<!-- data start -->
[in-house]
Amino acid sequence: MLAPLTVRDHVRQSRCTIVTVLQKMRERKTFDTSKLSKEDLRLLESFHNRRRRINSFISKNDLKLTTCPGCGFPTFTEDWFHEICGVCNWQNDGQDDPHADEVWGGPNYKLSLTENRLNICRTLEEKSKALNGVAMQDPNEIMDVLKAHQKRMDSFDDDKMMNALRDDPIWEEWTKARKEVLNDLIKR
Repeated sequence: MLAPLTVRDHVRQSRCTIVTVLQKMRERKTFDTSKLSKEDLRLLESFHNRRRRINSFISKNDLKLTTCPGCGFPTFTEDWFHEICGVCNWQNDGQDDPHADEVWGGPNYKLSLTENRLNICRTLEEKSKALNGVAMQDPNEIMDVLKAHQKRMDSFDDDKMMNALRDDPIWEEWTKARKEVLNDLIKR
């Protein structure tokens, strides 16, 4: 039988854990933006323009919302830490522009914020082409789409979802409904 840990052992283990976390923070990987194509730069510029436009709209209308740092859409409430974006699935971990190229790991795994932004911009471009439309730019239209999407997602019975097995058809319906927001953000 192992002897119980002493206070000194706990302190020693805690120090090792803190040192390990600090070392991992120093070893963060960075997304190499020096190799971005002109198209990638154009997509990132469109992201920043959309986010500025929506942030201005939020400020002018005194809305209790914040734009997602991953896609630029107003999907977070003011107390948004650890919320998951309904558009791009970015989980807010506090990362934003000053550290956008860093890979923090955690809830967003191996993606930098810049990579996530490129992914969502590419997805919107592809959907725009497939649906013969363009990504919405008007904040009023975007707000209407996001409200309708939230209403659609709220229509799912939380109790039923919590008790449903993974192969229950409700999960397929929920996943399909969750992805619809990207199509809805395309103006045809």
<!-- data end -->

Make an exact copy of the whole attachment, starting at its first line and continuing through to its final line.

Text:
[in-house]
Amino acid sequence: MLAPLTVRDHVRQSRCTIVTVLQKMRERKTFDTSKLSKEDLRLLESFHNRRRRINSFISKNDLKLTTCPGCGFPTFTEDWFHEICGVCNWQNDGQDDPHADEVWGGPNYKLSLTENRLNICRTLEEKSKALNGVAMQDPNEIMDVLKAHQKRMDSFDDDKMMNALRDDPIWEEWTKARKEVLNDLIKR
Repeated sequence: MLAPLTVRDHVRQSRCTIVTVLQKMRERKTFDTSKLSKEDLRLLESFHNRRRRINSFISKNDLKLTTCPGCGFPTFTEDWFHEICGVCNWQNDGQDDPHADEVWGGPNYKLSLTENRLNICRTLEEKSKALNGVAMQDPNEIMDVLKAHQKRMDSFDDDKMMNALRDDPIWEEWTKARKEVLNDLIKR
């Protein structure tokens, strides 16, 4: 039988854990933006323009919302830490522009914020082409789409979802409904 840990052992283990976390923070990987194509730069510029436009709209209308740092859409409430974006699935971990190229790991795994932004911009471009439309730019239209999407997602019975097995058809319906927001953000 192992002897119980002493206070000194706990302190020693805690120090090792803190040192390990600090070392991992120093070893963060960075997304190499020096190799971005002109198209990638154009997509990132469109992201920043959309986010500025929506942030201005939020400020002018005194809305209790914040734009997602991953896609630029107003999907977070003011107390948004650890919320998951309904558009791009970015989980807010506090990362934003000053550290956008860093890979923090955690809830967003191996993606930098810049990579996530490129992914969502590419997805919107592809959907725009497939649906013969363009990504919405008007904040009023975007707000209407996001409200309708939230209403659609709220229509799912939380109790039923919590008790449903993974192969229950409700999960397929929920996943399909969750992805619809990207199509809805395309103006045809």